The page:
As I thought about this, I kept coming back to the very big hero looming over Deza’s strange adventure–James Bond. Bond is unequivocally a hero, the best spy ever, the man that saved the world over and over again. Yes, he specialized in incredible violence. Yes, he seduced every woman in his path. But the end justified his means. However, in YFT, James Bond is a hero of the past. The world has changed. MI6 is a different institution. To me, one of the essential themes in this novel is who becomes the James Bond of the modern world, how does he operate and with what responsibilities?

Deza is lured into MI6 by Bond. On the night of his qualification test, Deza finds Fleming’s inscription: “To Peter Wheeler, who may know better” and follows Wheeler where Wheeler followed Fleming, the man who invented Bond. Deza enters MI6 expecting Bond and Fleming’s world but instead is presented with three versions of the modern spy–Tupra, Wheeler, and his own father. Each provides Deza with a different set of choices about his place in the world and his responsibility towards his fellow man. Continue Reading

YFTS: Marias on Terrorism

In light of our ongoing discussion of history, politics, and terror in Your Face Tomorrow, I found this 2004 editorial by Marias very interesting. It was published in The New York Times just after the train terror bombing that many claimed “swung” the Spanish elections, an assertion that Marias clearly has no tolerance for:

After the March 11 train bombings in Madrid, the Spanish population immediately perceived two things clearly: First, that Prime Minister José María Aznar’s administration was indirectly responsible for the horror, which would not have occurred if Mr. Aznar had not been so eager to promote his alliance with Tony Blair and George Bush. Second, that his administration had lied about the probable authorship of the attacks – or concealed or delayed the truth, which under such tragic circumstances amounts to the same thing – for political advantage. The problem with such “perceptions” is that, accurate or erroneous, true or false, there’s no way to uproot them from people’s minds. Such convictions are of little use in the eyes of the law, but they are useful when it comes to deciding whom to vote for in a general election. That, and nothing but that, was what happened in Spain.

Marias also goes on to inform citizens of the U.S. that the war on terror isn’t really a war. An obvious point, but perhaps one that still needed (and needs) to be made. At any rate, I can understand where Marias is coming from. Anyone who reads his evocation of the nastier aspects of the wars of the ’30s and ’40s in Your Face Tomorrow will comprehend why he loses his patience with people who would compare our current “war footing” to that of Britain and Spain:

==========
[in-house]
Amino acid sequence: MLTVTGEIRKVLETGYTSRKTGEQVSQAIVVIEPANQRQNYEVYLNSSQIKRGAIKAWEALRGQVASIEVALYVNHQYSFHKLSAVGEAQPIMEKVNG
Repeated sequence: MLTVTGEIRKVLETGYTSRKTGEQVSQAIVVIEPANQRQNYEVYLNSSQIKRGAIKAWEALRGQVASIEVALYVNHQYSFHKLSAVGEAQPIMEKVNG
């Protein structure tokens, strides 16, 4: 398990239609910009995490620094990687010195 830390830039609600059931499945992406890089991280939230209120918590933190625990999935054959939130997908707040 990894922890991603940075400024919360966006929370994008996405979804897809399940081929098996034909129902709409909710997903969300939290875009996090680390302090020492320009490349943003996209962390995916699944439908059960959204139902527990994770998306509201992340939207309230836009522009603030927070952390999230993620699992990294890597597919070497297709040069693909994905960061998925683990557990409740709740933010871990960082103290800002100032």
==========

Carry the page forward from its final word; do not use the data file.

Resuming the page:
Here in Spain, we don’t feel as if we are at war, because we aren’t. And neither are the inhabitants of the United States, however vociferously many Americans may insist that they are. War is something else entirely. No semi-normal life can be led while a war is going on. The Madrilenians who lived through the siege of their city from 1936 to 1939 know that very well. The survivors of the daily bombardments of London during the Second World War know it, too. And those Americans who participated in that war know it also.

The editorial is a little dated at this point (no one beyond some diehard Glenn Beck fans and Jonah Goldberg still believes we were or are “at war” in a conventional sense, do they?), but it does provide an interesting window into where Marias’ head was at in the middle of writing Your Face Tomorrow.

YFTS: A Confession, Deza's Descent, and Shadow

I must begin this with a confession: as I suspect many of you have already, I went drastically ahead of schedule in my YFTS reading. It’s a testament to Marias’ abilities as a storyteller that after 1,000 pages of this book Volume 3 has me more hooked than ever (and that’s saying something, as YFT is certainly not a book that flagged for me very often). I do have some critiques of this book, but I will say that more than anything I’ve read lately, YFT has satisfied hugely on the level of plot, something I seem to be finding less and less often in literary fiction.

But anyway, onto the blogging! Though I’m ahead and will likely finish before the week of July 11, I’m going to continue blogging the read up through that week as though I weren’t. And I should preface all of these final posts with the fact that I have very mixed opinions about divulging any spoilers for these last couple hundred pages, given that the plot is so ripe, and I hate to spoil a good plot for any reader.